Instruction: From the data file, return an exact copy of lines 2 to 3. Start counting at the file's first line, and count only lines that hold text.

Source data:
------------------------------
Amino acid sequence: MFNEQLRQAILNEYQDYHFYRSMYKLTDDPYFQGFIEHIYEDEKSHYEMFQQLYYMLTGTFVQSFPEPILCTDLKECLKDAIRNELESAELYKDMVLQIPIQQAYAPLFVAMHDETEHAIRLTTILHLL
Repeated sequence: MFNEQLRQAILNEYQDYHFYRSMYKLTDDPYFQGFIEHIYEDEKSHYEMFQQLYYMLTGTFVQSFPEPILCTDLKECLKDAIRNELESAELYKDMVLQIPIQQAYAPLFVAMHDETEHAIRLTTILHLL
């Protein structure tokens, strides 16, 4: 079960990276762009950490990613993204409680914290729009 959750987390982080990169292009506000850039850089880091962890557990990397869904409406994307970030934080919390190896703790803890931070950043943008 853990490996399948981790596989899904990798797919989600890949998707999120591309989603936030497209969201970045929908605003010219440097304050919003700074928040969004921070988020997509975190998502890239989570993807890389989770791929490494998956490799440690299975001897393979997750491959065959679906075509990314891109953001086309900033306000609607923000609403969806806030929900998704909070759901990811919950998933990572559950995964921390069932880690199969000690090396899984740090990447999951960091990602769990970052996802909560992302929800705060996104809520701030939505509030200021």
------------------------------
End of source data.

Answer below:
Repeated sequence: MFNEQLRQAILNEYQDYHFYRSMYKLTDDPYFQGFIEHIYEDEKSHYEMFQQLYYMLTGTFVQSFPEPILCTDLKECLKDAIRNELESAELYKDMVLQIPIQQAYAPLFVAMHDETEHAIRLTTILHLL
């Protein structure tokens, strides 16, 4: 079960990276762009950490990613993204409680914290729009 959750987390982080990169292009506000850039850089880091962890557990990397869904409406994307970030934080919390190896703790803890931070950043943008 853990490996399948981790596989899904990798797919989600890949998707999120591309989603936030497209969201970045929908605003010219440097304050919003700074928040969004921070988020997509975190998502890239989570993807890389989770791929490494998956490799440690299975001897393979997750491959065959679906075509990314891109953001086309900033306000609607923000609403969806806030929900998704909070759901990811919950998933990572559950995964921390069932880690199969000690090396899984740090990447999951960091990602769990970052996802909560992302929800705060996104809520701030939505509030200021």